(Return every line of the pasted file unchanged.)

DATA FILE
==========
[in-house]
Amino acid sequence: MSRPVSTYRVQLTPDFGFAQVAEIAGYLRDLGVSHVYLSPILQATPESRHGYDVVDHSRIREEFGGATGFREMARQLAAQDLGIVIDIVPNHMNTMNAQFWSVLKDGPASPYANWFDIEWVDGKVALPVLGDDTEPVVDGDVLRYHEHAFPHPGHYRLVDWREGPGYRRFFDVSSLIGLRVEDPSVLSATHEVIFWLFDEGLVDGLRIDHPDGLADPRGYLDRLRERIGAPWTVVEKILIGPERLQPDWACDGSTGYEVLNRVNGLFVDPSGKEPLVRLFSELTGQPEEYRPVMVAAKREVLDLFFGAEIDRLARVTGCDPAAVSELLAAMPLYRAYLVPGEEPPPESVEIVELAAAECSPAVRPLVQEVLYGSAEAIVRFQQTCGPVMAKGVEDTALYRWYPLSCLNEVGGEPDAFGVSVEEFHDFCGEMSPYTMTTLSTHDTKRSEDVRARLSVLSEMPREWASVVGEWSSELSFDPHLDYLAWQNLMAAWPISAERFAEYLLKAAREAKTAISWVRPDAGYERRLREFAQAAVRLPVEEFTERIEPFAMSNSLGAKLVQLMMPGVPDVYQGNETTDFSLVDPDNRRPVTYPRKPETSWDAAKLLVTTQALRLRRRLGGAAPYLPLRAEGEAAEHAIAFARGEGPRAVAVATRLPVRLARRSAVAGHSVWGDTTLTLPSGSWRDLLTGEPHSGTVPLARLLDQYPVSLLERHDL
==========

[in-house]
Amino acid sequence: MSRPVSTYRVQLTPDFGFAQVAEIAGYLRDLGVSHVYLSPILQATPESRHGYDVVDHSRIREEFGGATGFREMARQLAAQDLGIVIDIVPNHMNTMNAQFWSVLKDGPASPYANWFDIEWVDGKVALPVLGDDTEPVVDGDVLRYHEHAFPHPGHYRLVDWREGPGYRRFFDVSSLIGLRVEDPSVLSATHEVIFWLFDEGLVDGLRIDHPDGLADPRGYLDRLRERIGAPWTVVEKILIGPERLQPDWACDGSTGYEVLNRVNGLFVDPSGKEPLVRLFSELTGQPEEYRPVMVAAKREVLDLFFGAEIDRLARVTGCDPAAVSELLAAMPLYRAYLVPGEEPPPESVEIVELAAAECSPAVRPLVQEVLYGSAEAIVRFQQTCGPVMAKGVEDTALYRWYPLSCLNEVGGEPDAFGVSVEEFHDFCGEMSPYTMTTLSTHDTKRSEDVRARLSVLSEMPREWASVVGEWSSELSFDPHLDYLAWQNLMAAWPISAERFAEYLLKAAREAKTAISWVRPDAGYERRLREFAQAAVRLPVEEFTERIEPFAMSNSLGAKLVQLMMPGVPDVYQGNETTDFSLVDPDNRRPVTYPRKPETSWDAAKLLVTTQALRLRRRLGGAAPYLPLRAEGEAAEHAIAFARGEGPRAVAVATRLPVRLARRSAVAGHSVWGDTTLTLPSGSWRDLLTGEPHSGTVPLARLLDQYPVSLLERHDL